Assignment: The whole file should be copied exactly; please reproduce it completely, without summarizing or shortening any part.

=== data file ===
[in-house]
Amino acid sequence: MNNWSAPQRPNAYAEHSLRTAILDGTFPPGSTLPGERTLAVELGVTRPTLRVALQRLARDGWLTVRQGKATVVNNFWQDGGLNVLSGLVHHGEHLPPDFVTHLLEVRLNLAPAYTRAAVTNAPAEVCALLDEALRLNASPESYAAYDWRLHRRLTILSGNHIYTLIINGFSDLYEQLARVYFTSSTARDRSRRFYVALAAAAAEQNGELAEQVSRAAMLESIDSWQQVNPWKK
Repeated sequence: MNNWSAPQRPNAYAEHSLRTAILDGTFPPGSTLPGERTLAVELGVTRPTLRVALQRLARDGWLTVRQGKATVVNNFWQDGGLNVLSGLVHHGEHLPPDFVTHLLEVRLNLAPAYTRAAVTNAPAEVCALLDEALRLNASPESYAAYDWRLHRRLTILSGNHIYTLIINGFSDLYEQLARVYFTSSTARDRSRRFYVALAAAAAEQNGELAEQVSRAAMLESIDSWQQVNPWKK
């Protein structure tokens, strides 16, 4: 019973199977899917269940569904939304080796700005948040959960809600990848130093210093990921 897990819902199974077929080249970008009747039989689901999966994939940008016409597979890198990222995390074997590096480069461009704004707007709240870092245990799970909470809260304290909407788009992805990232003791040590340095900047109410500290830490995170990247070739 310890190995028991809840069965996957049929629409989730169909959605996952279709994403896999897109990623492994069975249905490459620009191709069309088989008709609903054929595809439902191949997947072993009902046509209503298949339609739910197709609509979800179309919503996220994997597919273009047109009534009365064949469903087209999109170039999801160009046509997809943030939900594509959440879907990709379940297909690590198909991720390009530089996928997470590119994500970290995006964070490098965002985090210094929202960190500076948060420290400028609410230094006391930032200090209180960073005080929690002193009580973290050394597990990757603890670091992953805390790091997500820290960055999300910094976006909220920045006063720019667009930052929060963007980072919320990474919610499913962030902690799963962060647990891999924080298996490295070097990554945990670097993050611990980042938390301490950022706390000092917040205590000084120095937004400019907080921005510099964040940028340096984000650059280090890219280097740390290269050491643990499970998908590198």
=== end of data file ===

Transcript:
[in-house]
Amino acid sequence: MNNWSAPQRPNAYAEHSLRTAILDGTFPPGSTLPGERTLAVELGVTRPTLRVALQRLARDGWLTVRQGKATVVNNFWQDGGLNVLSGLVHHGEHLPPDFVTHLLEVRLNLAPAYTRAAVTNAPAEVCALLDEALRLNASPESYAAYDWRLHRRLTILSGNHIYTLIINGFSDLYEQLARVYFTSSTARDRSRRFYVALAAAAAEQNGELAEQVSRAAMLESIDSWQQVNPWKK
Repeated sequence: MNNWSAPQRPNAYAEHSLRTAILDGTFPPGSTLPGERTLAVELGVTRPTLRVALQRLARDGWLTVRQGKATVVNNFWQDGGLNVLSGLVHHGEHLPPDFVTHLLEVRLNLAPAYTRAAVTNAPAEVCALLDEALRLNASPESYAAYDWRLHRRLTILSGNHIYTLIINGFSDLYEQLARVYFTSSTARDRSRRFYVALAAAAAEQNGELAEQVSRAAMLESIDSWQQVNPWKK
């Protein structure tokens, strides 16, 4: 019973199977899917269940569904939304080796700005948040959960809600990848130093210093990921 897990819902199974077929080249970008009747039989689901999966994939940008016409597979890198990222995390074997590096480069461009704004707007709240870092245990799970909470809260304290909407788009992805990232003791040590340095900047109410500290830490995170990247070739 310890190995028991809840069965996957049929629409989730169909959605996952279709994403896999897109990623492994069975249905490459620009191709069309088989008709609903054929595809439902191949997947072993009902046509209503298949339609739910197709609509979800179309919503996220994997597919273009047109009534009365064949469903087209999109170039999801160009046509997809943030939900594509959440879907990709379940297909690590198909991720390009530089996928997470590119994500970290995006964070490098965002985090210094929202960190500076948060420290400028609410230094006391930032200090209180960073005080929690002193009580973290050394597990990757603890670091992953805390790091997500820290960055999300910094976006909220920045006063720019667009930052929060963007980072919320990474919610499913962030902690799963962060647990891999924080298996490295070097990554945990670097993050611990980042938390301490950022706390000092917040205590000084120095937004400019907080921005510099964040940028340096984000650059280090890219280097740390290269050491643990499970998908590198």